Raising Baby Chicks
Its that time of year, when everyone is greeted by the Cheep! Cheep! of those fuzzy irresistible baby chicks at the farm store.
The first year of living on our farm my husband and I thought it would be a good idea to purchase a few of these chicks and bring them home. We knew nothing about raising baby chicks and had no idea what we needed to consider. As a result of impulse buying, freezing temperatures and lack of preparation an assortment of chicks and ducklings ended up in an old bathtub in our basement. (They made it look so easy at the store in those galvanized tubs).
After that first experience, we learned there are things that should be taken into consideration and others that should be done before buying those fuzzy little chicks. To help others avoid making our mistake I am sharing what things I now take in to consideration before ordering or buying chicks.
Resist the Impulse Buy!
When in the farm store and you hear the cheep! cheep! and see the assortment of cute, fuzzy chicks resist making an impulsive decision. Don’t decide to buy random chicks and hope you will figure the rest out as you go. In my experience the farm store has chicks for a limited amount of time, but they have them long enough for you to make an informed decision about bringing some home. Learn about raising a baby chick first and all you will need.
Research Raising Baby Chicks First
Terms You Will See
- Broilers – A meat chicken processed at the age of 7-12 weeks when reaches 2½ to 3½ pounds live weight.
- Cockerel – A male chicken less than 1 year old
- Pullet – A female chicken less than 1 year old
- Layers – Mature female chickens kept for egg production. Also known as laying hens.
- Straight Run– A term used to describe chicks for sale where the gender is unknown.
What to Research about Raising a Baby Chick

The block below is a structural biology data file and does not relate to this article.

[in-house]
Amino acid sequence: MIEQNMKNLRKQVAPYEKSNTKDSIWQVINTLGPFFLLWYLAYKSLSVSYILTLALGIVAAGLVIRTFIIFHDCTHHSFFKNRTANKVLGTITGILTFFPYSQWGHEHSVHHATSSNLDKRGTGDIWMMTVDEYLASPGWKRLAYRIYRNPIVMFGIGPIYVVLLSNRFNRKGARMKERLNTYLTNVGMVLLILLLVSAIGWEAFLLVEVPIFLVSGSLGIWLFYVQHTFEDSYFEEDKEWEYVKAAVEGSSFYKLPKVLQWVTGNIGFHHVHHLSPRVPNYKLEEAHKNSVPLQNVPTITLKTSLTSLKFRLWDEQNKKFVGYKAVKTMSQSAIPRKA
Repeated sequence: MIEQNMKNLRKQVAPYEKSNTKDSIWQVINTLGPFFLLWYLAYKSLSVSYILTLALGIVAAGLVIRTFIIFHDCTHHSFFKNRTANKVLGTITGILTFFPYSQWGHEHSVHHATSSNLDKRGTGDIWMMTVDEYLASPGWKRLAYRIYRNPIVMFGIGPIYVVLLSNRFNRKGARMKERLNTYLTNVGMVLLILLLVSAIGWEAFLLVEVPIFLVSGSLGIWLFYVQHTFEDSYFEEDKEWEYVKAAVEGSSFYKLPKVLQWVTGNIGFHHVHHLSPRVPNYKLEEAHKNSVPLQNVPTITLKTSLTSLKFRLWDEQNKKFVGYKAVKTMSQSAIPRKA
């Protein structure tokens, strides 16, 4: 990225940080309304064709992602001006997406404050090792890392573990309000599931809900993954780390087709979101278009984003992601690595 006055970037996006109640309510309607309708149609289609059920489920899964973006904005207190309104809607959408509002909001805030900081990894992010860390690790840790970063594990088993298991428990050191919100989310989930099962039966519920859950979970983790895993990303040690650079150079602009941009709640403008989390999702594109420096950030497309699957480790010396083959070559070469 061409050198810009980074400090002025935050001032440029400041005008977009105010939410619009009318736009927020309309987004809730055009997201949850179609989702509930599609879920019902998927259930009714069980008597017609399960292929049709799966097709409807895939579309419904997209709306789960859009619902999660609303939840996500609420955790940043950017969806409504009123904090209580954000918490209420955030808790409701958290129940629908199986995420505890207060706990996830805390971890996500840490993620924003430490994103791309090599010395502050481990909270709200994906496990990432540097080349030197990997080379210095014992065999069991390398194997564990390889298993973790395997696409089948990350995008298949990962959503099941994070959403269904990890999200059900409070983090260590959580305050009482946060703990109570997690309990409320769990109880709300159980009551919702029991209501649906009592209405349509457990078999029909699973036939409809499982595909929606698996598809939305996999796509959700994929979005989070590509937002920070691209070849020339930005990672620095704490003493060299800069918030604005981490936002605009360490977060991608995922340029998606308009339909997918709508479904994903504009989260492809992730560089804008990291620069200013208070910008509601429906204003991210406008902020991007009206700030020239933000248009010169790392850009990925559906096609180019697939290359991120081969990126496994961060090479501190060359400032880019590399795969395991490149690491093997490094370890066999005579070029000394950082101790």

- Instead of just randomly picking chicks offered at the feed store, research about the different breeds. This will help you decide which ones are best suited for your current situation.
- Consider what type of chicken you are looking for – layers, broilers, or dual purpose. If you are looking for layers consider the amount of eggs laid per year, for broilers look at the rate of growth and for dual purpose chickens consider both.
- The Climate should be taken into consideration when making your decision. You want to make sure you choose a breed that can live in your climate area. We live in Michigan so we had to look at breeds that would do well in winter and would be less likely to get frost bite.
- The last think I like to look at is the breeds temperament. At our farm we like to have docile, not easily scared chickens to have around our kids.
Supplies Needed to Raise Baby Chicks
You have done research and have decided what chick is best for your home. Now it is time to get the things that your chick will need to grow. Here is a list of basic, but much needed supplies.
Must Have Supplies:
- Brooder – A temperature controlled, heated box used for raising newly hatched chicks.
- Fine Wood Shavings
- Water Dish
- Heat Lamp
- Heat Lamp Bulb
- Chick Starter (Non-medicated if possible)
- Meal Worms (We like to buy these treats for our chicks to help them adjust to us).
Everything on the supply list can usually be found at a local farm store or Tractor Supply.
Set-up Your Baby Chicks New Home
Now that you have your basic chick raising supplies it is time to use them to set up your chick brooder.
- Spread an inch of fine wood shavings in the bottom of the brooder.
- Clear an area for the feeder and water dish. This is to help prevent wood shavings from building up in them. TIP- I sometimes will find something to raise them up just off the ground.( A small block of wood works well.)
- Fill the feeder with chick starter and the water dish with water.
- Put the bulb in the heat lamp. Secure the lamp to the edge of the brooder using the clip on the heat lamp.
Once you have your brooder set-up, you are finally ready to bring your new baby chicks home.
When you see cute chicks at the farm store and consider taking some home, Don’t! Learn from my experience and follow the steps that are listed. Do some research, decide what breed is best for your situation. Make sure you have all the necessary supplies and your brooder is setup. When you have done all of these things you will be prepared and know what to do when your new chicks arrive.
Tip to Go -Next Stage – As the chicks grow you will start to notice their cute baby fuzz begin to change. When their feathers start to appear the chicks usually start escaping from the brooder. At this point they are ready for a larger pen and can go outside. If your chicks are going to be an addition to existing flock now would be the time to start the introduction process